I did ok by the government schools, but that was in a different place in a different time. Not all teachers were passionate- by I was hungry to learn.

Our children were provided with the opportunities. They were taught many things by as as well as by the teachers. Naturally they won't learn everything taught to them. They're on their own now.

But I do feel that they have many more life skills than they would have had otherwise.
 

They have transport costing more than food?

Families with cars were likely going to have cars regardless of children. Sure, some people upgrade to a bigger car when they have kids, but that doesn't even come close to the stated cost.

I was raised on public transport. Under 15s received a concession discount. A pittance was spent on transport for me.

I find it hilarious that even low income families spent just under 100k on transport for 2 kids. Either I'm living in another universe or that figure is nonsense.

Perhaps people are using their kids to justify the excessive amounts they spend on cars?
 
They have transport costing more than food?

Families with cars were likely going to have cars regardless of children. Sure, some people upgrade to a bigger car when they have kids, but that doesn't even come close to the stated cost.

I was raised on public transport. Under 15s received a concession discount. A pittance was spent on transport for me.

I find it hilarious that even low income families spent just under 100k on transport for 2 kids. Either I'm living in another universe or that figure is nonsense.

Perhaps people are using their kids to justify the excessive amounts they spend on cars?

That's why I have such issues with these stupid articles. True you can't have a 2 seater car if you have kids but it is personal choice if you go and buy a brand new Landcruiser or a beaten up Commodore - don't blame it on the cost of raising kids!
 
I'm not sure how $100/week is excessive? It includes the cost of the vehicle/s as well as running costs. This is Australia we're talking about - we probably have some of the most biggest suburban sprawl on the planet.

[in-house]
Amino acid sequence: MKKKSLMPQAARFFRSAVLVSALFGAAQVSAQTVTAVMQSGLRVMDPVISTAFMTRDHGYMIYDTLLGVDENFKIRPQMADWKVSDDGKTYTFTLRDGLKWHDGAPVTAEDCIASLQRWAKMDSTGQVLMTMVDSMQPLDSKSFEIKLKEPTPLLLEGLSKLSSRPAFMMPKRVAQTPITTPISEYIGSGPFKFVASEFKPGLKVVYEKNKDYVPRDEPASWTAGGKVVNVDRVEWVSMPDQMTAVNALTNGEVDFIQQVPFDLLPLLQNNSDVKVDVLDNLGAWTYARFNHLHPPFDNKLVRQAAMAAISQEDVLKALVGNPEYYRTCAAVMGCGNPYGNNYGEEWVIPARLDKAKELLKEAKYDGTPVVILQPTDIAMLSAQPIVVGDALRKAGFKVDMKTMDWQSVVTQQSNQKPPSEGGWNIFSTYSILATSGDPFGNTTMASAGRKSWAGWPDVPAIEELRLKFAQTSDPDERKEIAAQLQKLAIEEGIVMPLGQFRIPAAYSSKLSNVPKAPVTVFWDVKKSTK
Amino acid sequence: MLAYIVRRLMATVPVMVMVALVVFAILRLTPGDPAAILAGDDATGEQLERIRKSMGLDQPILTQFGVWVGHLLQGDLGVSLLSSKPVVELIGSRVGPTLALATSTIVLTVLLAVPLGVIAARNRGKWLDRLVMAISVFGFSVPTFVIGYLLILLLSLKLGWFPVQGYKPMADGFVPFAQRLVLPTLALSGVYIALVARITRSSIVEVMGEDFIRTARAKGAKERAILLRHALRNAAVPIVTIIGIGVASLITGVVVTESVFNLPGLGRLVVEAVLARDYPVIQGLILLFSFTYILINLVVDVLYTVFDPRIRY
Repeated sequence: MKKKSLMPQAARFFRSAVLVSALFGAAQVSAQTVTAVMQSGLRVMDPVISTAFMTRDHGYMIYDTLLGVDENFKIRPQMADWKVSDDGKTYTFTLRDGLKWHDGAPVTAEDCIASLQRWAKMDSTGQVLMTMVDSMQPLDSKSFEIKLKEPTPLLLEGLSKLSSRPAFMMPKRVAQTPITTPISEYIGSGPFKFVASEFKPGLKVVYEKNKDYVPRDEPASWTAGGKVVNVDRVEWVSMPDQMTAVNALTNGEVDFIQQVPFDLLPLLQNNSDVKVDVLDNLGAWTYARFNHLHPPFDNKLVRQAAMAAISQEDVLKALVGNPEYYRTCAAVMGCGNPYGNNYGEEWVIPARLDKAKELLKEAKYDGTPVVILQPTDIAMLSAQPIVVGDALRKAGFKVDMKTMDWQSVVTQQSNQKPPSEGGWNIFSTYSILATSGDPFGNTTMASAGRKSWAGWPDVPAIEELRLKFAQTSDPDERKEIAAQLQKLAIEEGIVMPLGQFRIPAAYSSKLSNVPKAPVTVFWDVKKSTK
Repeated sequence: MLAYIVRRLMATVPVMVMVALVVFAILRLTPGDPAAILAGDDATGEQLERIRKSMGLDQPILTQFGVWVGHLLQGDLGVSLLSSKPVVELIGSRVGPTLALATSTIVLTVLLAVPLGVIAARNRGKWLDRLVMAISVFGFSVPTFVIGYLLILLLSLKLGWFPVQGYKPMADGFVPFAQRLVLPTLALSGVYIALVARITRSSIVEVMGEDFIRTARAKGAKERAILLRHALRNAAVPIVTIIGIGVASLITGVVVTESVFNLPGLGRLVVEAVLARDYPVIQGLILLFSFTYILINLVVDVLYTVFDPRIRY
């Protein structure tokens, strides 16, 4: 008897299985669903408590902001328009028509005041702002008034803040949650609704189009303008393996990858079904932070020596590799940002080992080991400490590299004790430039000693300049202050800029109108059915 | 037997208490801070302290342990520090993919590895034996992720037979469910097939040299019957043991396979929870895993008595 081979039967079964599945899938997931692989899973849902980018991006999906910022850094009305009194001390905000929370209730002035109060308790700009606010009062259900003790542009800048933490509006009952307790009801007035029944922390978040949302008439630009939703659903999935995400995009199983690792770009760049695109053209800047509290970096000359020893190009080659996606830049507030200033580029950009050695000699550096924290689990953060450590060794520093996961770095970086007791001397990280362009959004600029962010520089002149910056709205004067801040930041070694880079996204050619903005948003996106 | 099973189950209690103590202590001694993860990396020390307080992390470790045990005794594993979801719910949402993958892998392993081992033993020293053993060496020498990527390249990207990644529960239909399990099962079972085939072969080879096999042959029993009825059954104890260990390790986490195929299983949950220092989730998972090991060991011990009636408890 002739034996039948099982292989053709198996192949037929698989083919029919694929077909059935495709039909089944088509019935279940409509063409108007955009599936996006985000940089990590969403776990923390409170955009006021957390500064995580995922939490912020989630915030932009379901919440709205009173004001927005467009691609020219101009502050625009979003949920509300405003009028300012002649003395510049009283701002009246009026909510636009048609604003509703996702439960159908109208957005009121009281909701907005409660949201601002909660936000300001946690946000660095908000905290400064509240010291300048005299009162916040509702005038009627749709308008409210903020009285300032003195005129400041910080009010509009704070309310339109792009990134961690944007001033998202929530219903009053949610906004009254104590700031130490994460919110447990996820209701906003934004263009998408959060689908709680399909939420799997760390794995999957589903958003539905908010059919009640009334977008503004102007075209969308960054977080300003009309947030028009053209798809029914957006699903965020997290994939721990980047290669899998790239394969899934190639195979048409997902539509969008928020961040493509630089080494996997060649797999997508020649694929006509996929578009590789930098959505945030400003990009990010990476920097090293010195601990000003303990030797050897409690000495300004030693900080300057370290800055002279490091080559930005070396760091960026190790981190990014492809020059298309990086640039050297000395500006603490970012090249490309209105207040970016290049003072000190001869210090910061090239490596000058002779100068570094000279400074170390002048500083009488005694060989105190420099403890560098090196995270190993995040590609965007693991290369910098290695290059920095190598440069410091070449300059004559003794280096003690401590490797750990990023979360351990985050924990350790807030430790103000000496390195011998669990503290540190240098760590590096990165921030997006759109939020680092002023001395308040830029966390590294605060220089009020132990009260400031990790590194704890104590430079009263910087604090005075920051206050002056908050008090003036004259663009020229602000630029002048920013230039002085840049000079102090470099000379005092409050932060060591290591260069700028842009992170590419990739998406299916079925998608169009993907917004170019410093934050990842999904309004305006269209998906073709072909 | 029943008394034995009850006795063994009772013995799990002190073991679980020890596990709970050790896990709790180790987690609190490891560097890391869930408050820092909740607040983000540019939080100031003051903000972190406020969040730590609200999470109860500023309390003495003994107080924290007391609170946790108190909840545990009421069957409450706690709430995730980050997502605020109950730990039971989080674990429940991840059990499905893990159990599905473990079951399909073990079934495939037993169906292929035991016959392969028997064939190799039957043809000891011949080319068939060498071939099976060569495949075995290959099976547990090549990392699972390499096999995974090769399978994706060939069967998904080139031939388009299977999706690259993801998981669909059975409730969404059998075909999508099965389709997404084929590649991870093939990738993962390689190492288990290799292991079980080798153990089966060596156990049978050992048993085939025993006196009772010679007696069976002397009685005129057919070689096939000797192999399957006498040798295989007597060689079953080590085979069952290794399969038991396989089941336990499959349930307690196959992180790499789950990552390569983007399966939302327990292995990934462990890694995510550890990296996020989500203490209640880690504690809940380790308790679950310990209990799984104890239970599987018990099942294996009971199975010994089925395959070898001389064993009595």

I'm not sure how $100/week is excessive? It includes the cost of the vehicle/s as well as running costs. This is Australia we're talking about - we probably have some of the most biggest suburban sprawl on the planet.

Hmm but how do you attribute the child cost of that car? Do you only calculate the kms you do on the school run and solely child based activities?
 
Assuming you transport them around for 20 years (say 2 kids a few years apart), that comes to 5k/year which is actually very low (~$100 per week). According to the RACV, it costs about $200/week to run an average mid-sized car. http://www.racv.com.au/wps/wcm/conn.../advice+_+information/vehicle+operating+costs

Interestingly, most low income areas in Australia have very poor public transport so often two cars are needed.

But that cost would have most likely existed anyway. Most people have cars whether they have children or not.

If you have 2 kids, there's no reason you can't drive a small low end car. If parents choose to upgrade, it isn't for the kids sake so much as the parents.

A friend of my husband's recently had his first child and upgraded to a 4WD for the 'baby's sake'. Why the hell does a baby need a 4WD?

I find it unbelievable that parents spend more on transport for their children than food. That just doesn't ring true.

You're correct about the outer suburbs having less public transport options that inner city suburbs. However, as a child I mostly walked or rode my bike to primary school. Most children in the inner or outer suburbs are within walking or riding distance from school but that's a big Neddy No No now.

You can spend as little or as much on children as you wish but I think often the costs associated with children are more for the parent's sake than the child's.
 
Hmm but how do you attribute the child cost of that car? Do you only calculate the kms you do on the school run and solely child based activities?

Hilariously the petrol costs aren't even included in the transportation costs. It falls under the 'Fuel and Power' category.